Types of Federal Licenses to Import. Produce, or Sell Alcohol
There are several federal licenses you need before you can produce, sell, or import beverage alcohol. The distilled spirits plant license is required if you plan to distill or bottle alcohol. Bonded winery requires a federal license, this is one that produces their own wine, or bottling houses that bottle wine in mass from vineyards.
An import license is required, when importing beverage alcohol from outside of the US. Lastly, a wholesale permit allows the distribution of alcohol on a retail level, where no production takes place.
Lindsey A. Zahn, Esq. is an alcohol beverage and food attorney at Lehman Beverage Law, PLLC. Ms. Zahn has previously counseled wine, beer, and spirits companies on licensing and compliance, federal and state labeling, customs regulations, supplier agreements, and advertising and promotions. She is an award-winning author on wine law, publishes a leading wine law blog called On Reserve, and has traveled to over a dozen wine regions in the U.S. and Europe.
John D. Messinger, Esq. is an attorney at Lehrman Beverage Law, PLLC. He joined the firm in 2006 as a law clerk, after working as an intern and consultant with the World Bank, Legal Operations and Policy. John focuses on TTB labeling and formulation matters and also state compliance issues.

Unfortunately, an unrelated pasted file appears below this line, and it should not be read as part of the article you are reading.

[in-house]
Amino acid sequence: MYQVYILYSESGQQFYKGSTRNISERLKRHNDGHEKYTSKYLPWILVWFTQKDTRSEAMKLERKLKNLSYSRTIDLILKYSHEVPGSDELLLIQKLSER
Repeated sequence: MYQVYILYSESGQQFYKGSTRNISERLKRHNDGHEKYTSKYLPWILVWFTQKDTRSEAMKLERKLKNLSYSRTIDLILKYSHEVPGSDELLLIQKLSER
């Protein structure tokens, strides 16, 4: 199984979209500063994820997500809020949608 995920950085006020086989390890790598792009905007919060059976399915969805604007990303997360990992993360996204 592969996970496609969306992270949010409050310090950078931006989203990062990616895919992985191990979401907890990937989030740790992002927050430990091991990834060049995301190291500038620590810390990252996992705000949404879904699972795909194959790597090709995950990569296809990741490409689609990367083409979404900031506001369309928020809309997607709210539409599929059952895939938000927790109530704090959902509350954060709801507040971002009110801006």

John has a particular interest in beer and craft beer issues, and he is an avid small-scale brewer.
In this CLE class clip, Lindsey and John discuss the Types of Federal Licenses to Import. Produce, or Sell Alcohol.
A brewers notice is not actually a federal license, it is more of a tax classification, and concerns breweries, brewpubs, and pilot brewing plants.
Applicants can qualify unless they have certain issues, such as not being able to commence operations in a reasonable time frame from applying. In the instance that any officers, directors, or principal stockholders of the corporation has been convicted of a federal or state felony within the last five years of filing, or have a federal misdemeanor related to liquor in the past three years.
If the entity is unlikely to operate in conformity with federal law, or proposed operations are in violation with state laws, they will not qualify for a license. For instance, if a state has a regulation that a distillery can not open within a school, and the proposed plan is in violation of that regulation, they will not qualify for a federal license.
There is a substantial amount of personal information that will be required for a federal license. The owners and officers information required is SSN, date of birth, height, weight, and other personal identifiable characteristics. Arrest records, criminal, and business background history documentation is also required. This information will need to be provided on each owner, partner, trustee, director, member, managing member, and anyone who holds 10% or more of stock/interest in the company.
The main point of contact for the company will be required to provide a copy of a current photo identification.
Bank records for the company, will also be required for review in the licensing process.